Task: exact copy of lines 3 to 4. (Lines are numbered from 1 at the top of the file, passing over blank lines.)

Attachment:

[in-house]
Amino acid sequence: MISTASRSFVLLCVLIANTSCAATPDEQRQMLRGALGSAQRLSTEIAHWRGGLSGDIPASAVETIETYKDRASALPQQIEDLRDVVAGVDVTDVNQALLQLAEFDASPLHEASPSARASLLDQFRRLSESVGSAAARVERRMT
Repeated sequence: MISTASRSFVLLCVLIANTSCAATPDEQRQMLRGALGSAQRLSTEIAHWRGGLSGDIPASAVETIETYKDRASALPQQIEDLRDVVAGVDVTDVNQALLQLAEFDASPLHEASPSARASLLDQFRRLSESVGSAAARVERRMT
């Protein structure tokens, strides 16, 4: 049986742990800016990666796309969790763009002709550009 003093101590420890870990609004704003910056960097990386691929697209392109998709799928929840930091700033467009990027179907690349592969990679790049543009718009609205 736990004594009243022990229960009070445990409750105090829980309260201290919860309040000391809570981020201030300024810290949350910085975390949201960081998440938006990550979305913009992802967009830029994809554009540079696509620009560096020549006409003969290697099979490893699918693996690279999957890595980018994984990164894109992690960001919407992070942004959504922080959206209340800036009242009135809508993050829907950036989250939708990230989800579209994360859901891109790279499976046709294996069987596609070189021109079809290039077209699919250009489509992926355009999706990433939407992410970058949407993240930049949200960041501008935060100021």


Repeated sequence: MISTASRSFVLLCVLIANTSCAATPDEQRQMLRGALGSAQRLSTEIAHWRGGLSGDIPASAVETIETYKDRASALPQQIEDLRDVVAGVDVTDVNQALLQLAEFDASPLHEASPSARASLLDQFRRLSESVGSAAARVERRMT
């Protein structure tokens, strides 16, 4: 049986742990800016990666796309969790763009002709550009 003093101590420890870990609004704003910056960097990386691929697209392109998709799928929840930091700033467009990027179907690349592969990679790049543009718009609205 736990004594009243022990229960009070445990409750105090829980309260201290919860309040000391809570981020201030300024810290949350910085975390949201960081998440938006990550979305913009992802967009830029994809554009540079696509620009560096020549006409003969290697099979490893699918693996690279999957890595980018994984990164894109992690960001919407992070942004959504922080959206209340800036009242009135809508993050829907950036989250939708990230989800579209994360859901891109790279499976046709294996069987596609070189021109079809290039077209699919250009489509992926355009999706990433939407992410970058949407993240930049949200960041501008935060100021």